Photo: Andalusia, ca. 1854, Route 441, Milledgeville, GA. Former rural estate of author Flannery O'Conner. Listed on the National Register of Historic Places in 1980. Photographed by User:Stephen Matthew Milligan (own work), 2011, [cc-by-3.0 (creativecommons.org/licenses/by/3.0)], via Wikimedia Commons, accessed June, 2014.
Milledgeville City Hall is located at 119 East Hancock Street, Milledgeville, GA 31061.
The City is named for John Milledge [1757-1818], a Revolutionary leader, member of Congress, Georgia governor and donor of most of the land on which the university was built.
Milledgeville, laid out in 1803 as the site of the state capital, retains the precision of its original plan. Three 20-acre plots were called Capitol. Government and Penitentiary Squares, and another plot "reserved for public uses" was later made into Cemetery Square. These squares enclose an area of 16 city blocks in which are most of the old houses. Capitol and Cemetery Squares are little changed, but the penitentiary has been removed and its site is now occupied by the Georgia State College for Women. Government Square is used as a recreation ground by the college.
The houses of Milledgeville typify the development of early 19th-century southern architecture. The earliest structures had small single-story stoops; the next had two porches, one above the other, with superimposed columns. When the Greek portico with full two-story columns was introduced, the second-story porch became a balcony; still later, mansions were built with broad, many-columned verandas that sometimes extended around three sides of the house. The well-proportioned classic portico with an elaborate doorway is more characteristic of Milledgeville homes, however, than are the spacious porches seen frequently in Athens and Washington. Although most of these houses are set too near the street, they still give an impression of serenity and aristocratic self-assurance.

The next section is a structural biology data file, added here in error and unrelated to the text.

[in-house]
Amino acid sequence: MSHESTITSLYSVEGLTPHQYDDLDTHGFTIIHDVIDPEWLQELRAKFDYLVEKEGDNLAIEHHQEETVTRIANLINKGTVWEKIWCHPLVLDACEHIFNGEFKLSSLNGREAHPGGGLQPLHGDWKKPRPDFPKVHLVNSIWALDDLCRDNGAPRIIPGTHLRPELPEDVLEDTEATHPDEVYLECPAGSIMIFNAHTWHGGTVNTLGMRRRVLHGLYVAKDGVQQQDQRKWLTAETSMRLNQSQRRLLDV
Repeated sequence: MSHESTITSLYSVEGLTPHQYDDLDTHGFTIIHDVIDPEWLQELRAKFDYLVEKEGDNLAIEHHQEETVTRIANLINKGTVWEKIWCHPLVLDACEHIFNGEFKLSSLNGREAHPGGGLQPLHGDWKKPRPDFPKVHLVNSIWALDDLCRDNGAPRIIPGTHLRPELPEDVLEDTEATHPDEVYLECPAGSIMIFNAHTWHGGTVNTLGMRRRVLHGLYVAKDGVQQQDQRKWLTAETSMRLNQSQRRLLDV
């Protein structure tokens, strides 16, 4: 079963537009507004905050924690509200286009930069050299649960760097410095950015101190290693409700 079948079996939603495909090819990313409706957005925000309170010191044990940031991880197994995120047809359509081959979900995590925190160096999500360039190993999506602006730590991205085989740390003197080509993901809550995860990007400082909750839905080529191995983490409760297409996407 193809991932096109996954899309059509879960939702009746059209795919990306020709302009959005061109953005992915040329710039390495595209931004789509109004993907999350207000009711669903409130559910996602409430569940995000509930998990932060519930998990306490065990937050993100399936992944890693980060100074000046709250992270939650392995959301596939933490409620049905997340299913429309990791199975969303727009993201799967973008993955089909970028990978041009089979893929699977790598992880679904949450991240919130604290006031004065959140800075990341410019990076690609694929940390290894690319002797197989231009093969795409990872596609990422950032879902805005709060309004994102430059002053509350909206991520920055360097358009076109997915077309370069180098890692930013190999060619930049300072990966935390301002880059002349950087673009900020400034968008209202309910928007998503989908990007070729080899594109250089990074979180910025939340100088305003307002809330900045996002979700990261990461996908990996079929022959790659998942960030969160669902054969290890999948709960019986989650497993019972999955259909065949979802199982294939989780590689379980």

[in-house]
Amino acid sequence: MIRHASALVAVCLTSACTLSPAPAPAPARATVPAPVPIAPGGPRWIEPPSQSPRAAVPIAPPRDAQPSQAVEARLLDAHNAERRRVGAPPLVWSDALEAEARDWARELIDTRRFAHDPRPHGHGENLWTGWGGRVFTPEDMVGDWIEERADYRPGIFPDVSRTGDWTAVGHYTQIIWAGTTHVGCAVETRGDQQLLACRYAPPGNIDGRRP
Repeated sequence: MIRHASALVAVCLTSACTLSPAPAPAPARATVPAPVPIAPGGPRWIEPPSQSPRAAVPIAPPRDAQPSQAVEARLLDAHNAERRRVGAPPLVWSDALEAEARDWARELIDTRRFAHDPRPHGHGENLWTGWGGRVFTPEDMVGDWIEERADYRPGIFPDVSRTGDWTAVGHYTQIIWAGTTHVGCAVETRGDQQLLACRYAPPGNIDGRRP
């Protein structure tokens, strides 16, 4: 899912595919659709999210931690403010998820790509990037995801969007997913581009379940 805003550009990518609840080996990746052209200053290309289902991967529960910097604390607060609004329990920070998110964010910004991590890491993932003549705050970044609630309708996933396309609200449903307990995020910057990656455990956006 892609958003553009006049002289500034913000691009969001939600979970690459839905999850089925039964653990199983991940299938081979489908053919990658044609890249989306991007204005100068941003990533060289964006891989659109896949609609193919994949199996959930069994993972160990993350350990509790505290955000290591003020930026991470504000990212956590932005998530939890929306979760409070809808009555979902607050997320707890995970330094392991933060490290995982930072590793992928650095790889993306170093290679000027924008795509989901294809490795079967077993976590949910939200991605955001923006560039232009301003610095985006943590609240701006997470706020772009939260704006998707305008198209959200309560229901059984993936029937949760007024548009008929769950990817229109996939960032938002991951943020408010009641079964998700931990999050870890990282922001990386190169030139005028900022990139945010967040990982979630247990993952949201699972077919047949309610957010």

In 1934 the city council voted to make Milledgeville a bird sanctuary, and the fact that birds are protected here is announced on all highways leading into town.
It is believed that this section was settled by the Hitchiti Indians before the coming of the Creek, and some historians have sought to establish a point on the eastern bank of the Oconee River, about 6 miles from the present city, as the site of a village which Hernando De Soto visited in 1540. A nearby Indian council place called Rock Landing was later the unloading point for all goods brought up the river.
Near the landing site of Fort Fidius, the largest garrison of Federal troops south of the Ohio, which was established here in 1793. Other forts constructed within the next few years included Fort Wilkinson, a few miles north, where representatives from 32 Creek towns signed the Indian treaty of 1802 and thereby ceded the lands of this section to the State.
When the newly acquired Indian territory was being developed under the land-lottery system, Louisville seemed too far east to remain the capital; consequently, in 1803 the legislature created this town near the center of the State and named it for John Milledge, Revolutionary soldier, who was then Governor. In 1807 the transfer of the treasury and the state records from Louisville to Milledgeville was made by wagons, escorted by a troop of cavalry sent from Washington, D.C., and Milledgeville became the second Georgia town to be laid out as a state capital.